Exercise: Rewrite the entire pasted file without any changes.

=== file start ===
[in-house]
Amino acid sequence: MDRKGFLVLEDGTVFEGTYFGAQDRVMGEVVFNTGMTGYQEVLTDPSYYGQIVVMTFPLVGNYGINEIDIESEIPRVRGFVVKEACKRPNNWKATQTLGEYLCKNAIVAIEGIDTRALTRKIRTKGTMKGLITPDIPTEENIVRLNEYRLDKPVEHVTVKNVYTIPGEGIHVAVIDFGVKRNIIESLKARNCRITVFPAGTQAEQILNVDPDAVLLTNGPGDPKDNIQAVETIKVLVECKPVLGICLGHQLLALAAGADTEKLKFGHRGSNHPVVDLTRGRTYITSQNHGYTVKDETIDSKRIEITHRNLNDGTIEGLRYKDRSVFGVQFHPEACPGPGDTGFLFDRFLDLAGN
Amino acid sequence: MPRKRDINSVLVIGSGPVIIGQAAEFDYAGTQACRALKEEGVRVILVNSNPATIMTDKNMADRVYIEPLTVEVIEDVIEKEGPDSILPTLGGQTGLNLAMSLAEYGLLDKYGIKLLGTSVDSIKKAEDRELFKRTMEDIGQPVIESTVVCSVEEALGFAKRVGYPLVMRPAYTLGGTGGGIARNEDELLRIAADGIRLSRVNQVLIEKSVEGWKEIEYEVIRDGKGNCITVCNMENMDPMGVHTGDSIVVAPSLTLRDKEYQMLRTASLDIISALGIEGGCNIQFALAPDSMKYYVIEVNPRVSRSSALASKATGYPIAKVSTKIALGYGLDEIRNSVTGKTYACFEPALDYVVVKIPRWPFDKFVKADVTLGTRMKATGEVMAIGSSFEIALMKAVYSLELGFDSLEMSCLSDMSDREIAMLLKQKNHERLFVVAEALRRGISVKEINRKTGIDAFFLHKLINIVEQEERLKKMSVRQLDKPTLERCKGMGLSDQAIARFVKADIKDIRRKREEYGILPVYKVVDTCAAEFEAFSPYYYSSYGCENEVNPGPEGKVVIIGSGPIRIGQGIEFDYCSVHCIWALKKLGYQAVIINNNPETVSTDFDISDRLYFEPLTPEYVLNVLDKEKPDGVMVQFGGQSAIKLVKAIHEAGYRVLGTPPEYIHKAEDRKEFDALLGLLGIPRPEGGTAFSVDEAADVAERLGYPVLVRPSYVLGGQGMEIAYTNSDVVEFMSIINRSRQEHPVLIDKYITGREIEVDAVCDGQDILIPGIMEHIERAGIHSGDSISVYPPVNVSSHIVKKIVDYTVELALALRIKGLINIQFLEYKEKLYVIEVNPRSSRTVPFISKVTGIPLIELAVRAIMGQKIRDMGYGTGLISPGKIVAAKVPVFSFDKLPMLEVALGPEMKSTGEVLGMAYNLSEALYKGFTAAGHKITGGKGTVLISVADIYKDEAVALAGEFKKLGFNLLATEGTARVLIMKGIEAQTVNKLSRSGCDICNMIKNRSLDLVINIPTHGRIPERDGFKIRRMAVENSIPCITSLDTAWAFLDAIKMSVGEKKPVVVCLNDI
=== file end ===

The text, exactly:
[in-house]
Amino acid sequence: MDRKGFLVLEDGTVFEGTYFGAQDRVMGEVVFNTGMTGYQEVLTDPSYYGQIVVMTFPLVGNYGINEIDIESEIPRVRGFVVKEACKRPNNWKATQTLGEYLCKNAIVAIEGIDTRALTRKIRTKGTMKGLITPDIPTEENIVRLNEYRLDKPVEHVTVKNVYTIPGEGIHVAVIDFGVKRNIIESLKARNCRITVFPAGTQAEQILNVDPDAVLLTNGPGDPKDNIQAVETIKVLVECKPVLGICLGHQLLALAAGADTEKLKFGHRGSNHPVVDLTRGRTYITSQNHGYTVKDETIDSKRIEITHRNLNDGTIEGLRYKDRSVFGVQFHPEACPGPGDTGFLFDRFLDLAGN
Amino acid sequence: MPRKRDINSVLVIGSGPVIIGQAAEFDYAGTQACRALKEEGVRVILVNSNPATIMTDKNMADRVYIEPLTVEVIEDVIEKEGPDSILPTLGGQTGLNLAMSLAEYGLLDKYGIKLLGTSVDSIKKAEDRELFKRTMEDIGQPVIESTVVCSVEEALGFAKRVGYPLVMRPAYTLGGTGGGIARNEDELLRIAADGIRLSRVNQVLIEKSVEGWKEIEYEVIRDGKGNCITVCNMENMDPMGVHTGDSIVVAPSLTLRDKEYQMLRTASLDIISALGIEGGCNIQFALAPDSMKYYVIEVNPRVSRSSALASKATGYPIAKVSTKIALGYGLDEIRNSVTGKTYACFEPALDYVVVKIPRWPFDKFVKADVTLGTRMKATGEVMAIGSSFEIALMKAVYSLELGFDSLEMSCLSDMSDREIAMLLKQKNHERLFVVAEALRRGISVKEINRKTGIDAFFLHKLINIVEQEERLKKMSVRQLDKPTLERCKGMGLSDQAIARFVKADIKDIRRKREEYGILPVYKVVDTCAAEFEAFSPYYYSSYGCENEVNPGPEGKVVIIGSGPIRIGQGIEFDYCSVHCIWALKKLGYQAVIINNNPETVSTDFDISDRLYFEPLTPEYVLNVLDKEKPDGVMVQFGGQSAIKLVKAIHEAGYRVLGTPPEYIHKAEDRKEFDALLGLLGIPRPEGGTAFSVDEAADVAERLGYPVLVRPSYVLGGQGMEIAYTNSDVVEFMSIINRSRQEHPVLIDKYITGREIEVDAVCDGQDILIPGIMEHIERAGIHSGDSISVYPPVNVSSHIVKKIVDYTVELALALRIKGLINIQFLEYKEKLYVIEVNPRSSRTVPFISKVTGIPLIELAVRAIMGQKIRDMGYGTGLISPGKIVAAKVPVFSFDKLPMLEVALGPEMKSTGEVLGMAYNLSEALYKGFTAAGHKITGGKGTVLISVADIYKDEAVALAGEFKKLGFNLLATEGTARVLIMKGIEAQTVNKLSRSGCDICNMIKNRSLDLVINIPTHGRIPERDGFKIRRMAVENSIPCITSLDTAWAFLDAIKMSVGEKKPVVVCLNDI